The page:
|image credit: remarkk|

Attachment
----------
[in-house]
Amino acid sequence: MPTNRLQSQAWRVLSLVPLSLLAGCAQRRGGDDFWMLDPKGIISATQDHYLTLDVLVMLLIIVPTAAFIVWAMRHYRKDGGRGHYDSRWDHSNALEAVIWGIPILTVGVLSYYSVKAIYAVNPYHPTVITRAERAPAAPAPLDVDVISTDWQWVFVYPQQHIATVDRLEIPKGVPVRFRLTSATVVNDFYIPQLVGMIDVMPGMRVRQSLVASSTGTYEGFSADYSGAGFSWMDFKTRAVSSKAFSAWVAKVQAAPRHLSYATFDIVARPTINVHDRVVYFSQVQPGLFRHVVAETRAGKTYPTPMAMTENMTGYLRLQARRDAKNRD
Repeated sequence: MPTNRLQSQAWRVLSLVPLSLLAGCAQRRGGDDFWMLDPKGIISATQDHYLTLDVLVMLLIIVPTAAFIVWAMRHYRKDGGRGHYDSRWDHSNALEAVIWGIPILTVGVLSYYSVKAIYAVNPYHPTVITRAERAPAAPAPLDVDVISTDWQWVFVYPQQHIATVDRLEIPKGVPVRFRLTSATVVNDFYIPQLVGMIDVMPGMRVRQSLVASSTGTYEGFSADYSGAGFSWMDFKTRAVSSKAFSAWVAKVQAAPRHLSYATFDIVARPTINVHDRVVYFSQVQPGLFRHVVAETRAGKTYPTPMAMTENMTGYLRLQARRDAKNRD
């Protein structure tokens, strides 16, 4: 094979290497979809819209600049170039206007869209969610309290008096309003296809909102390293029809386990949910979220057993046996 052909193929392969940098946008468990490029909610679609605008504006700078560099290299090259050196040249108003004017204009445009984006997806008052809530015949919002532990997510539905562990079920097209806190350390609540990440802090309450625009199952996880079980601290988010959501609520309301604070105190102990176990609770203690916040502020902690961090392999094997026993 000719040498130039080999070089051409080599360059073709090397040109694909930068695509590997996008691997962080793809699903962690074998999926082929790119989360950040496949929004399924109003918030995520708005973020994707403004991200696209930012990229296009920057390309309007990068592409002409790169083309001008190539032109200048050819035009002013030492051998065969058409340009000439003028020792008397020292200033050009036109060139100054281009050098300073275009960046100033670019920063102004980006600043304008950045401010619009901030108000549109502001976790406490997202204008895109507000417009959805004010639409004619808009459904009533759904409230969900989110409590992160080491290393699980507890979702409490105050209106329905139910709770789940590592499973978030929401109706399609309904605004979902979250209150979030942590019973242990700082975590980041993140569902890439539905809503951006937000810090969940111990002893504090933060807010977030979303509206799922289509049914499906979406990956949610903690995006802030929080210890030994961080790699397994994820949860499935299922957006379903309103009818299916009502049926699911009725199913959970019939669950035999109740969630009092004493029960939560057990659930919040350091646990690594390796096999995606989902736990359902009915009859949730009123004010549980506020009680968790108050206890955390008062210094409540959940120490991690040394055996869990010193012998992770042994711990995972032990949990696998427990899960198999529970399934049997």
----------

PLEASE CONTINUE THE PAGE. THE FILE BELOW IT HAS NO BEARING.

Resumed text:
While working at a summer camp in Louisiana when I was a Benedictine Brother, I got stuck with the task of dealing with children who suffered from homesickness. We called them the homesick kids; it was easy to spot them right away: either they feigned a fall on the first day to get a ticket back home or they showed up at the cabin with a look in their eye of sheer sadness. These were the kids who figured out they were duped. Mom and dad were not coming back. It was not too hard to find these kids for they usually found you! It didn't matter to any of the forlorn boys who made it out to the homesick bay, if I said, "it's only one week." A week could be a month or a million years. They wanted to go home. One night I was in the infirmary and the youngest cabins were about to finish their night swim and I was helping the nurse administer the last rounds of Paxil, Sudofed, insulin shots, band aids and Calamine lotion.